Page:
- The lack of data on the need for or effectiveness of ancillary benefits made it impossible for the Committee to assess the appropriateness of the medical criteria requirements. The eligibility requirements were not based on research relating needs to rating level or type of impairment, so it is possible that the benefits could be changed to serve veterans better or to address other needs. Accordingly, we recommended that “VA should sponsor research on ancillary benefits and obtain input from veterans about their needs. Such research could include conducting intervention trials to determine the effectiveness of ancillary services in terms of increased functional capacity and enhanced health-related quality of life.”
- In addition to obtaining data on the mitigating effects of each type of benefit on functional limitations, work disability, and quality of life, a better approach to assessing the needs of individual veterans is needed. The Committee concluded that “An assessment of health-care and rehabilitation needs should be performed in conjunction with the assessment of compensation needs, so that the veteran will benefit from all services VA provides to help veterans with disabilities succeed in civilian life…The assessment should also include the need for education, vocational rehabilitation, and other VA ancillary services and benefits, which, together, could enhance a veteran’s ability to succeed in civilian life.” Specifically, we recommended that “VA and the Department of Defense should conduct a comprehensive multidisciplinary medical, psychosocial, and vocational evaluation of each veteran applying for disability compensation at the time of service separation.”
- There is no medical basis for the current 12-year limit on eligibility for vocational rehabilitation services, although there may be administrative convenience or fiscal control reasons. Some employment and training needs may not adhere to a 12-year deadline. For example, emerging assistive and workplace technologies (e.g., computing) may provide training or retraining opportunities for veterans with disabilities through continuing education of various kinds. New types of work may also emerge for which veterans with disabilities could be trained. Advancements in medical knowledge and breakthroughs in medical technology also do not abide by a 12-year limit. The Committee recommended that “The concept underlying the extant 12-year limitation for vocational rehabilitation for service-connected veterans should be reviewed and, when appropriate, revised on the basis of current employment data, functional requirements, and individual vocational rehabilitation and medical needs.”
- Finally, the Committee was concerned about low rate of participation in the VR&E program. For example, in FY 2005, about 40,000 veterans applied for VR&E services and were accepted. But 160,000 veterans began receiving benefits for service-connected disabilities that year, and the pool of those potentially eligible from prior years is much larger. Also, in recent years, between a quarter and a third of the participants had not completed the program. We concluded that VA should explore ways to increase participation in this program, and we recommended that “VA should develop and test incentive models that would promote vocational rehabilitation and return to gainful employment among veterans for whom this is a realistic goal.”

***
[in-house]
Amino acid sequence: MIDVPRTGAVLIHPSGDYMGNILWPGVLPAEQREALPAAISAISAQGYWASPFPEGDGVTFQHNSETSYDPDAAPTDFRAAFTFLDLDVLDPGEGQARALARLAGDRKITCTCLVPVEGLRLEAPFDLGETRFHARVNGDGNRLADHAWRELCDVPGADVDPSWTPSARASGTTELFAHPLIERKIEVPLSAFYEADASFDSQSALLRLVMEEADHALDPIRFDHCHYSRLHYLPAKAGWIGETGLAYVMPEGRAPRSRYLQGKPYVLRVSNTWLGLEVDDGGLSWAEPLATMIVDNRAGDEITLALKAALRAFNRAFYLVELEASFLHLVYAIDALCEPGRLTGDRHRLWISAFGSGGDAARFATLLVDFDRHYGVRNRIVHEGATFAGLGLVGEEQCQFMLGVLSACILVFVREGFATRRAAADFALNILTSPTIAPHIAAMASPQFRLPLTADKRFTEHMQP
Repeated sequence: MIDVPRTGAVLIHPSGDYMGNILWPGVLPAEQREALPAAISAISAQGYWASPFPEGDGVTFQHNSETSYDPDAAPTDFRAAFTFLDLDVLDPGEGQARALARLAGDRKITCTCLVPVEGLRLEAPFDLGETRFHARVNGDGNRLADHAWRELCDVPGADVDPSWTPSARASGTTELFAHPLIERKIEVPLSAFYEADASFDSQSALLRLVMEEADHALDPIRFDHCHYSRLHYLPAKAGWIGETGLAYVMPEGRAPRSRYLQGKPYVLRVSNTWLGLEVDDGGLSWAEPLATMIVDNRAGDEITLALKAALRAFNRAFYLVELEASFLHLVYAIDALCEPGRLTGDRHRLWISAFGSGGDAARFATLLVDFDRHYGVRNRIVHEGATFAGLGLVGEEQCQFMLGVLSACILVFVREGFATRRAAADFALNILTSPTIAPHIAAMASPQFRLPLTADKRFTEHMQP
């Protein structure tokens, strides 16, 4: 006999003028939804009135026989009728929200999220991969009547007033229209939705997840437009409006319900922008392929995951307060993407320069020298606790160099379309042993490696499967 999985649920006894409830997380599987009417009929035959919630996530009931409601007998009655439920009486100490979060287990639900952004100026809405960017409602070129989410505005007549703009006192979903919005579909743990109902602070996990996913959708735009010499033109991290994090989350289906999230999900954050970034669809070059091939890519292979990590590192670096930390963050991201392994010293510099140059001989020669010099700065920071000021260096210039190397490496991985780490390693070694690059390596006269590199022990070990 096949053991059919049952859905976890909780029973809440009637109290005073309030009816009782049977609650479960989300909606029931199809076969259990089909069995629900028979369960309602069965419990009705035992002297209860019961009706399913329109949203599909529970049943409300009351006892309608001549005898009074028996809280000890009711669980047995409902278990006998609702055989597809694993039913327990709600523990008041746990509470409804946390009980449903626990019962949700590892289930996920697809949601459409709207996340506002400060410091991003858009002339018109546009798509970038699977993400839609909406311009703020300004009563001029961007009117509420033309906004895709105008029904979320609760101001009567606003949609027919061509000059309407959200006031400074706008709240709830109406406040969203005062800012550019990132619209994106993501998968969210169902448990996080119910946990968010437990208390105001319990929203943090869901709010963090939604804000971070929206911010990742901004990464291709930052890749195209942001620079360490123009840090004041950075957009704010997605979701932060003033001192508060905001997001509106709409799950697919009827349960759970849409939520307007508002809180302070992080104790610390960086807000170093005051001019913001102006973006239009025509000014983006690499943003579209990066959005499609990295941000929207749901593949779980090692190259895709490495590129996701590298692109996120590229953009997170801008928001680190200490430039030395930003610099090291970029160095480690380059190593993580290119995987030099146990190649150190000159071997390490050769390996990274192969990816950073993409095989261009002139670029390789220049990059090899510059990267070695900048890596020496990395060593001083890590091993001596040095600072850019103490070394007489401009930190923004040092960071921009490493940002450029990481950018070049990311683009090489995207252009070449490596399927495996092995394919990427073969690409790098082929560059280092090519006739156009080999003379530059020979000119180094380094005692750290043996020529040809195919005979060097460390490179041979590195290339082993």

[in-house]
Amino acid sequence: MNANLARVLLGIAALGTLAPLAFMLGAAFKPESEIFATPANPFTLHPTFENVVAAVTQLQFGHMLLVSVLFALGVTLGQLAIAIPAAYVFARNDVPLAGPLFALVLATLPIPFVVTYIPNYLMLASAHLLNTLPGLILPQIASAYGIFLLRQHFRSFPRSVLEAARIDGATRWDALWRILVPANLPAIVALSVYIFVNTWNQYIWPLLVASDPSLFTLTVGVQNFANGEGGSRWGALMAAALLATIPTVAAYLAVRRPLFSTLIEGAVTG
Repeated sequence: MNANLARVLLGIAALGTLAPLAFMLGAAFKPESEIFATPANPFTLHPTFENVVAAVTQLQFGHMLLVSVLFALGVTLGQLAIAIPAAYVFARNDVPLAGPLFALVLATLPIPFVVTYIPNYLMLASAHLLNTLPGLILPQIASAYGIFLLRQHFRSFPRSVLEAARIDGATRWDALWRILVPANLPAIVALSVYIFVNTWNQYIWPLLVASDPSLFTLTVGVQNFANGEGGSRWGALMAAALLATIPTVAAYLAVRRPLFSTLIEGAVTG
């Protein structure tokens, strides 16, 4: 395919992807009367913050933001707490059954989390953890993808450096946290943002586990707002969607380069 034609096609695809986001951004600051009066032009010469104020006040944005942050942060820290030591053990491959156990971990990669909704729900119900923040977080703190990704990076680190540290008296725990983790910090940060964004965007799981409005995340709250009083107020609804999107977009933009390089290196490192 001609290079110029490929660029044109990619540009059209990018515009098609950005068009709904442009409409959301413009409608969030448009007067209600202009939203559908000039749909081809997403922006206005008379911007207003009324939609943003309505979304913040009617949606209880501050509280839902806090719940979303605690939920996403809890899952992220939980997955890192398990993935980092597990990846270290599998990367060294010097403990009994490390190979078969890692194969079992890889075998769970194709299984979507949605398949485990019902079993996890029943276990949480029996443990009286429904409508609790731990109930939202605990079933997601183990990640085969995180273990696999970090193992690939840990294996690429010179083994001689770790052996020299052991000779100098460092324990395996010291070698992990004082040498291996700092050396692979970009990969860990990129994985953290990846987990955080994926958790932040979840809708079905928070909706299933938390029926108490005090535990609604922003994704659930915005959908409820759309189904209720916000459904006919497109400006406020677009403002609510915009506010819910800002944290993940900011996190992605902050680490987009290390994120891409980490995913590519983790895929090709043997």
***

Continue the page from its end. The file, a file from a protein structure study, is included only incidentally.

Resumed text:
IOM Recommendation on Compensating for Loss of Quality of Life
The Committee did not view the ancillary benefits that it was asked to review as a form of compensation for loss of quality of life. We considered them as services to improve functional mobility and employability.
Rather than consider if and to what degree that benefits such as adapted housing and automobiles, or Special Monthly Compensation, help to compensate for loss of quality of life, the Committee recommended that quality of life be measured directly. Then, if it is found that veterans experience an average loss of quality of life for a given disability that exceeds the average loss of earning capacity as measured by the Rating Schedule, we recommended that VA compensate for the additional loss.
We noted that VA already uses a quality of life measurement tool, the SF-36, in research on clinical outcomes. We cited a quality-of-life methodology used on injured workers in Ontario, Canada, that found that impairment ratings systematically underpredicted the loss of quality of life that workers associated with certain disabilities. We said some additional work would have to be done by VA to adapt the SF-36 or Canadian or possibly some other quality of life tool for veterans’ compensation purposes. If such a tool could be developed, and we believe that it could be, VA could use it to determine average quality of life of veterans with different disabilities, relative to nondisabled veterans. If it turns out that veterans experience a serious loss of quality of life for a condition that is not highly rated by the Rating Schedule, then VA should compensate for the disparity.
In summary, the main points of our report A 21st Century System for Evaluating Veterans for Disability Benefits concerning ancillary benefits and quality of life are:
- VA should more systematically research the needs of disabled veterans and the effectiveness of its ancillary benefit programs in meeting these needs and make needed revisions in these programs based on this research.
- VA should assess the individual needs of disabled veterans at time of separation from military service and coordinate the delivery of the services identified in the assessment.
- VA should develop a tool to measure the quality of life of disabled veterans, determine the extent to which the Rating Schedule already accounts for loss of quality of life, and—for disabling conditions in which average loss of quality of life is worse than the Rating Schedule indicates—compensate for the difference.
An archived webcast of the hearing can be found on the House Veterans' Affairs Committee's Web site.